"I was very reluctant to do any more episodic television," he had told me on an earlier visit to the now-de-commissioned town hall in north London where The Hour is filmed.

"What I like about acting is that you do something intensely for a finite amount of time and then you move on, and episodic television just goes on and on and on. In America, the contracts are such that you feel that you're being co-opted into a vast corporation and that they own your arse for a very long time, and you don't get that sense, thank God, here."

In fact, West turned down a meaty role in the epic HBO fantasy Game of Thrones because it meant shooting for six months in Iceland, and being away from his family in London. He lives in Shepherds Bush with his wife, Anglo-Irish aristocrat Catherine FitzGerald, and their children, Dora, Senan and Francis (West has an older, teenage daughter, Martha, from a relationship with Polly Astor, a grand-daughter of Nancy Astor).

West was born in 1969 into an Irish Catholic family from Sheffield, where his father owned a plastics factory.

The relatively short shooting schedule for The Hour also meant West has the freedom to pursue his eclectic, post-McNulty career, with projects ranging from Disney's US$250m ($300m) Edgar Rice Burroughs movie adaptation, John Carter to the low-budget Irish short, The Girl with the Mechanical Maiden. And he has just opened to rave reviews in the acclaimed Royal Court Theatre production of Jerusalem writer Jez Butterworth's new play, The River.

In the meantime, West has been optioned for more series of The Hour, Morgan telling me that she hopes to set any next series in 1960 or 61. "Well, I've got 10 years of school fees to get through," she says with a laugh. "No, I really would love it to grow."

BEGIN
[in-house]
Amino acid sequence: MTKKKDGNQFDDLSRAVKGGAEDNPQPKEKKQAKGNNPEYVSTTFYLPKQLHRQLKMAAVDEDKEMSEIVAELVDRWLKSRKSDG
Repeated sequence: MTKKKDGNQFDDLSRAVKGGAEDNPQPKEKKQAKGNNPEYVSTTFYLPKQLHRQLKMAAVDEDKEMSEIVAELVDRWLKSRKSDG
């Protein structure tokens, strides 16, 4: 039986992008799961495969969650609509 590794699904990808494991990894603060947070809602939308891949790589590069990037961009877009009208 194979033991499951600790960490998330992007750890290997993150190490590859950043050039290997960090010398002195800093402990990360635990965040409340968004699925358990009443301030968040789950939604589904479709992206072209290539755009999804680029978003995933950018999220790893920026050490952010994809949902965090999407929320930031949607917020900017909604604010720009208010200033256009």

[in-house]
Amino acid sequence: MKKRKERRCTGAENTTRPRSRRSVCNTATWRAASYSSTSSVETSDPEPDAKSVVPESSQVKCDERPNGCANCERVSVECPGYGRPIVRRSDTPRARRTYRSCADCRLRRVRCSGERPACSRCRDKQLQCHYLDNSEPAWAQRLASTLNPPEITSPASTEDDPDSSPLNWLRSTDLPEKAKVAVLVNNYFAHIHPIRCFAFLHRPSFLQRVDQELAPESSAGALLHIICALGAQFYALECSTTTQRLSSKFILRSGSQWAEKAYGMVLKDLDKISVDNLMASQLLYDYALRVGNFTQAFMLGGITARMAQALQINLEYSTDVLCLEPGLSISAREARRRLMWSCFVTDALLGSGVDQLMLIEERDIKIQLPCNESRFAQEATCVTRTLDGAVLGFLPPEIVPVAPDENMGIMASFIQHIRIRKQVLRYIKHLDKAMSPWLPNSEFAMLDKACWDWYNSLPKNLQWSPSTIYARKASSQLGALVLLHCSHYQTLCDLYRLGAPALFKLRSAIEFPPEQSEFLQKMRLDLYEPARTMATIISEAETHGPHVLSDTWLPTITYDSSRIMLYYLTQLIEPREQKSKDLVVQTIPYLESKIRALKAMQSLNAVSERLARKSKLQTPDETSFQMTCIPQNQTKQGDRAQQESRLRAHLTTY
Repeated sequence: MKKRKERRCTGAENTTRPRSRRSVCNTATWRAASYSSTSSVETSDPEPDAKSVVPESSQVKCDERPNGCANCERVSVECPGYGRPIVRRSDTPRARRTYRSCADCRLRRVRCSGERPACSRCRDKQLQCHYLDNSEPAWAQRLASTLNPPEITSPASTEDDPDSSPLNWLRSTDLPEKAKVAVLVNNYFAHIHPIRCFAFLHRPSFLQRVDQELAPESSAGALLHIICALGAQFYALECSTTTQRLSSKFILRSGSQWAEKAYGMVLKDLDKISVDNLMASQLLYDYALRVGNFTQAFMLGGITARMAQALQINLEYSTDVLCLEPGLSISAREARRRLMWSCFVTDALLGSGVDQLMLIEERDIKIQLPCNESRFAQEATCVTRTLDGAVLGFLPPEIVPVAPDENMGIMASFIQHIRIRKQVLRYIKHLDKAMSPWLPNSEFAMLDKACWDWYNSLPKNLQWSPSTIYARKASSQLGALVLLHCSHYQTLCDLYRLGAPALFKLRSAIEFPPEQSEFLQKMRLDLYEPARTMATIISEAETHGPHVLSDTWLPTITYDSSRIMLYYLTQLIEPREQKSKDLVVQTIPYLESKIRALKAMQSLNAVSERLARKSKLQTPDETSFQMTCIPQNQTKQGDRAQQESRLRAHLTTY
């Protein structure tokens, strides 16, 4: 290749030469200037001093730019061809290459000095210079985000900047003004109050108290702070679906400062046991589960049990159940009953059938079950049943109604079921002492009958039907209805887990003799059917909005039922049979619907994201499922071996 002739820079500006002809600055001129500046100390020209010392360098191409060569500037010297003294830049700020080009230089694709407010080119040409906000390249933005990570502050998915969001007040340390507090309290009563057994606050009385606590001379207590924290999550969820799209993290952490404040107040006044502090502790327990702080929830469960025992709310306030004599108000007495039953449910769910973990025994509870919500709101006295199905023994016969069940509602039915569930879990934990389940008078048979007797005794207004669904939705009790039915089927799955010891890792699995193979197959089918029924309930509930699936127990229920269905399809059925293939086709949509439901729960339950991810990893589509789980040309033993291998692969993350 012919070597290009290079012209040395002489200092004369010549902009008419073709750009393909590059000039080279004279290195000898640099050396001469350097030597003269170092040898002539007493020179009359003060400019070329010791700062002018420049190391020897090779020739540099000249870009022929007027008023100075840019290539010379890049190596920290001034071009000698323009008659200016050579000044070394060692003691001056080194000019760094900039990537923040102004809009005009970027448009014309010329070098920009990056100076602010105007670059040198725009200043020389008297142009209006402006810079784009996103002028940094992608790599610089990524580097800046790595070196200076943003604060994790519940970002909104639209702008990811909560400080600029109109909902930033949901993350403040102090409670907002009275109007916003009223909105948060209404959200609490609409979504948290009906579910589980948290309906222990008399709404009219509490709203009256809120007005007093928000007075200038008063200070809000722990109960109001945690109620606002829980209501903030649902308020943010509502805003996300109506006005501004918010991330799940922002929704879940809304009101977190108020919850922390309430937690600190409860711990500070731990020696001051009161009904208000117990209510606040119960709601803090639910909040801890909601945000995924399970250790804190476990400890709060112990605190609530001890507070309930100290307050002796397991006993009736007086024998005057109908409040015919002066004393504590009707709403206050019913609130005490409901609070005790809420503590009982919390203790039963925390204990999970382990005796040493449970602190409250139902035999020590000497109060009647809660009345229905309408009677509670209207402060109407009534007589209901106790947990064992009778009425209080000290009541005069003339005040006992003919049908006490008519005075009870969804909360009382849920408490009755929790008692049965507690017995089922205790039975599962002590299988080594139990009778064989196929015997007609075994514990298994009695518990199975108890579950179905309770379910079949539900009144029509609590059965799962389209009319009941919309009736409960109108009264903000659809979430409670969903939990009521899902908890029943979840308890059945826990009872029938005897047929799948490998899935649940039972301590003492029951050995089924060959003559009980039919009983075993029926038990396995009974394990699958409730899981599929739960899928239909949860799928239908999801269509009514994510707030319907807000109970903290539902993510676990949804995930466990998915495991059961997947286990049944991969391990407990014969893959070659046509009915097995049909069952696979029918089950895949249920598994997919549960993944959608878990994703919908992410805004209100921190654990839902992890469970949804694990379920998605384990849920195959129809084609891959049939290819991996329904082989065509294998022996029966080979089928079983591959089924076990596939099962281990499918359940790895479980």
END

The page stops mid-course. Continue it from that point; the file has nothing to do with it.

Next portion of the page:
And grow it most certainly has. The second series feels more confident and less clumsy, with no noticeably (to my ears, at least) anachronistic language, the first series having been peppered with such modern expressions as "Note to self", "Farting about" and "You just don't get it", and "bottled it" - not recorded in the Oxford English Dictionary until 1979.

On the evidence of the opening episode of the second series, The Hour seems to have truly found its feet. Ben Whishaw's character, the hot-headed Freddie Lyon, returns from America with a beard and a surprise for the object of his unrequited love, Romola Garai's producer, Bel Rowley (the character based on innovative 1950s producer Grace Wyndham Goldie, and yet arguably the least plausible of the leading characters). And a newcomer has been drafted in to replace Anton Lesser's Clarence Fendley, the head of news who was revealed to have been a Soviet mole.

Peter Capaldi, best known for playing the foul-mouthed Malcolm Tucker in The Thick of It gives a far more low-key (but strangely just as menacing) performance as the new BBC executive, Mr Brown.

"I came very late to The Thick of It and I'm very glad because I think I would have been incredibly intimidated if I'd seen how brilliant his performance was in that," says Morgan, who wrote the part specifically for the Scottish actor. Capaldi's character brings a new sense of jeopardy to the newsroom, clashing repeatedly with Hector.

Another difference with the first series is the way in which Morgan wrote while episodes were being filmed. It also allowed Morgan to have digs at West, for his poor timekeeping and ever-expanding stomach.

"First of all because I'm so late, she put in 'Hector is always late'," says West. "Lots of great speeches about being late how rude that is and unprofessional. And then it was how fat he was. And we did have incredibly good caterers on the shoot and because it was incredibly long hours you look forward to lunch. I put on about two stone."

Who: Dominic West
What: The Hour, season two
Where and when: SoHo, Mondays 8.30pm

- TimeOut / Independent